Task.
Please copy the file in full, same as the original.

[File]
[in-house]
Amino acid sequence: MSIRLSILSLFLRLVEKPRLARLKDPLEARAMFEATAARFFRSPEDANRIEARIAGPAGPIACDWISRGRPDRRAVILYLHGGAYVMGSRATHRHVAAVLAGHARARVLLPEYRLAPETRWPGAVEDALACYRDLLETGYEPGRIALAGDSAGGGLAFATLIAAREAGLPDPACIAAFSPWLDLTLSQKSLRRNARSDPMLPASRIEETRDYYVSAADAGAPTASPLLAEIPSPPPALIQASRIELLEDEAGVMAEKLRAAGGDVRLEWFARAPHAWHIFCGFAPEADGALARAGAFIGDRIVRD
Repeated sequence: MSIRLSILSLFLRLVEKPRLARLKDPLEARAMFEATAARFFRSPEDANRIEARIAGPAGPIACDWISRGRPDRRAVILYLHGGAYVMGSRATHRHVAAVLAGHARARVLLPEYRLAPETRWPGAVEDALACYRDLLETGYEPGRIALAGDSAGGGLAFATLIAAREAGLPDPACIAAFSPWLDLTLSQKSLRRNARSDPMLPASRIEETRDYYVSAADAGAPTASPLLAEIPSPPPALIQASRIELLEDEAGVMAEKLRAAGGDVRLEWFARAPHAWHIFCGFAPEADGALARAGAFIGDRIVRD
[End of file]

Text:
[in-house]
Amino acid sequence: MSIRLSILSLFLRLVEKPRLARLKDPLEARAMFEATAARFFRSPEDANRIEARIAGPAGPIACDWISRGRPDRRAVILYLHGGAYVMGSRATHRHVAAVLAGHARARVLLPEYRLAPETRWPGAVEDALACYRDLLETGYEPGRIALAGDSAGGGLAFATLIAAREAGLPDPACIAAFSPWLDLTLSQKSLRRNARSDPMLPASRIEETRDYYVSAADAGAPTASPLLAEIPSPPPALIQASRIELLEDEAGVMAEKLRAAGGDVRLEWFARAPHAWHIFCGFAPEADGALARAGAFIGDRIVRD
Repeated sequence: MSIRLSILSLFLRLVEKPRLARLKDPLEARAMFEATAARFFRSPEDANRIEARIAGPAGPIACDWISRGRPDRRAVILYLHGGAYVMGSRATHRHVAAVLAGHARARVLLPEYRLAPETRWPGAVEDALACYRDLLETGYEPGRIALAGDSAGGGLAFATLIAAREAGLPDPACIAAFSPWLDLTLSQKSLRRNARSDPMLPASRIEETRDYYVSAADAGAPTASPLLAEIPSPPPALIQASRIELLEDEAGVMAEKLRAAGGDVRLEWFARAPHAWHIFCGFAPEADGALARAGAFIGDRIVRD